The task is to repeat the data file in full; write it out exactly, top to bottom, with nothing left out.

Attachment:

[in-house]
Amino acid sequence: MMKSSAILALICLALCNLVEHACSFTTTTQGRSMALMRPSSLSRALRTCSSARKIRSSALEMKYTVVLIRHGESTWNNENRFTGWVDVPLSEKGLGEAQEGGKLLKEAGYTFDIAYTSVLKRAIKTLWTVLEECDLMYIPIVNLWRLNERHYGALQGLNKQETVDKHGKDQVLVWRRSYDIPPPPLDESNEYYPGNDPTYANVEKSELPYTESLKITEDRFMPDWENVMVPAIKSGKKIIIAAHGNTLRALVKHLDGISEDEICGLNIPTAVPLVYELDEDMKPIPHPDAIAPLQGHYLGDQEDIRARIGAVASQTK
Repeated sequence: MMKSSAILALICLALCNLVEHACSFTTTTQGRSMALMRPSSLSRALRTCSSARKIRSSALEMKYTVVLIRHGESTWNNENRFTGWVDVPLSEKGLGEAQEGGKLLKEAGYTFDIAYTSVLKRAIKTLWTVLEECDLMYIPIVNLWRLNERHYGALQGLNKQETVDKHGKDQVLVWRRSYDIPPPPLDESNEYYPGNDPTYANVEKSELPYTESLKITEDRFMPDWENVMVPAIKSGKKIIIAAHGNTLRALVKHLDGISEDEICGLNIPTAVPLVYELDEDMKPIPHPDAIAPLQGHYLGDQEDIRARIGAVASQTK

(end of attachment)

[in-house]
Amino acid sequence: MMKSSAILALICLALCNLVEHACSFTTTTQGRSMALMRPSSLSRALRTCSSARKIRSSALEMKYTVVLIRHGESTWNNENRFTGWVDVPLSEKGLGEAQEGGKLLKEAGYTFDIAYTSVLKRAIKTLWTVLEECDLMYIPIVNLWRLNERHYGALQGLNKQETVDKHGKDQVLVWRRSYDIPPPPLDESNEYYPGNDPTYANVEKSELPYTESLKITEDRFMPDWENVMVPAIKSGKKIIIAAHGNTLRALVKHLDGISEDEICGLNIPTAVPLVYELDEDMKPIPHPDAIAPLQGHYLGDQEDIRARIGAVASQTK
Repeated sequence: MMKSSAILALICLALCNLVEHACSFTTTTQGRSMALMRPSSLSRALRTCSSARKIRSSALEMKYTVVLIRHGESTWNNENRFTGWVDVPLSEKGLGEAQEGGKLLKEAGYTFDIAYTSVLKRAIKTLWTVLEECDLMYIPIVNLWRLNERHYGALQGLNKQETVDKHGKDQVLVWRRSYDIPPPPLDESNEYYPGNDPTYANVEKSELPYTESLKITEDRFMPDWENVMVPAIKSGKKIIIAAHGNTLRALVKHLDGISEDEICGLNIPTAVPLVYELDEDMKPIPHPDAIAPLQGHYLGDQEDIRARIGAVASQTK